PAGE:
Background: Neuronal degeneration and dopamine loss in the preclinical phase of Parkinson disease may produce subtle complaints before clinically recognizable symptoms emerge.
Objective: To examine whether subjective complaints of stiffness, slowness, tremors, or postural imbalance in persons without clinical signs of parkinsonism are related to an increased risk of future Parkinson disease.
Design: Population-based cohort study. We recorded subjective complaints of stiffness, slowness of movement, tremors, falling, or a feeling of imbalance in a standardized interview of 6038 participants without dementia in whom no parkinsonian signs were found on physical examination at baseline, and we studied them prospectively for the occurrence of incident Parkinson disease.
Setting: General population.
Participants: A total of 6038 participants who were free of dementia and parkinsonian signs.
Main outcome measures: Incident Parkinson disease. Participants were examined in person both at baseline (January 1990-June 1993) and at 2 follow-up visits (September 1993-December 1994 and April 1997-December 1999), and the cohort was continuously monitored through computerized linkage of the study database to general practitioners' medical records. We analyzed the data using Cox proportional hazards regression models.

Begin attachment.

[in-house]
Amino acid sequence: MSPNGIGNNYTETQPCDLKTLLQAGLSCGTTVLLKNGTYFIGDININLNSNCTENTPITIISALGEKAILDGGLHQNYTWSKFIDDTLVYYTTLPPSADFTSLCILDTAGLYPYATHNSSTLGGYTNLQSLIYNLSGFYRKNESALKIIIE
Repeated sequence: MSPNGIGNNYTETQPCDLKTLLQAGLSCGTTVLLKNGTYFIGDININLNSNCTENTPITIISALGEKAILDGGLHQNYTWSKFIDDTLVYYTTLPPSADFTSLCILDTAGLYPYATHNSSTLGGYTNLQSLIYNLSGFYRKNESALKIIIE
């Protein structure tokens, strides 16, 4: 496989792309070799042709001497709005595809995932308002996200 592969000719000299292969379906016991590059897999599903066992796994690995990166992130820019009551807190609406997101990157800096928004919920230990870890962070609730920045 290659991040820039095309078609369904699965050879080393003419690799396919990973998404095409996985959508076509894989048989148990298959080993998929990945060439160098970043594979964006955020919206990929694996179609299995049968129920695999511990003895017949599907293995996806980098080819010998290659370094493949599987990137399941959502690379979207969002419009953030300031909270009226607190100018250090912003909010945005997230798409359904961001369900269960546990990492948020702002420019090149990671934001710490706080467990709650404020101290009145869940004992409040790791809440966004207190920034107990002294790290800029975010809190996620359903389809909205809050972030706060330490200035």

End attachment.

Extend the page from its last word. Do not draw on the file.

Results: Participants who reported stiffness, tremors, or imbalance at baseline had a significantly increased risk of developing Parkinson disease during follow-up (for stiffness, hazard ratio, 2.11; 95% confidence interval, 1.25-3.55; P = .005; for tremors, hazard ratio, 2.09; 95% confidence interval, 1.12-3.90; P = .002; and for imbalance, hazard ratio, 3.47; 95% confidence interval, 1.69-7.00; P = .001).
Conclusions: Subjective complaints of stiffness, tremors, and imbalance are associated with an increased risk of future Parkinson disease and may reflect early effects of dopamine shortage, even when standard neurological testing cannot yet demonstrate any motor symptoms.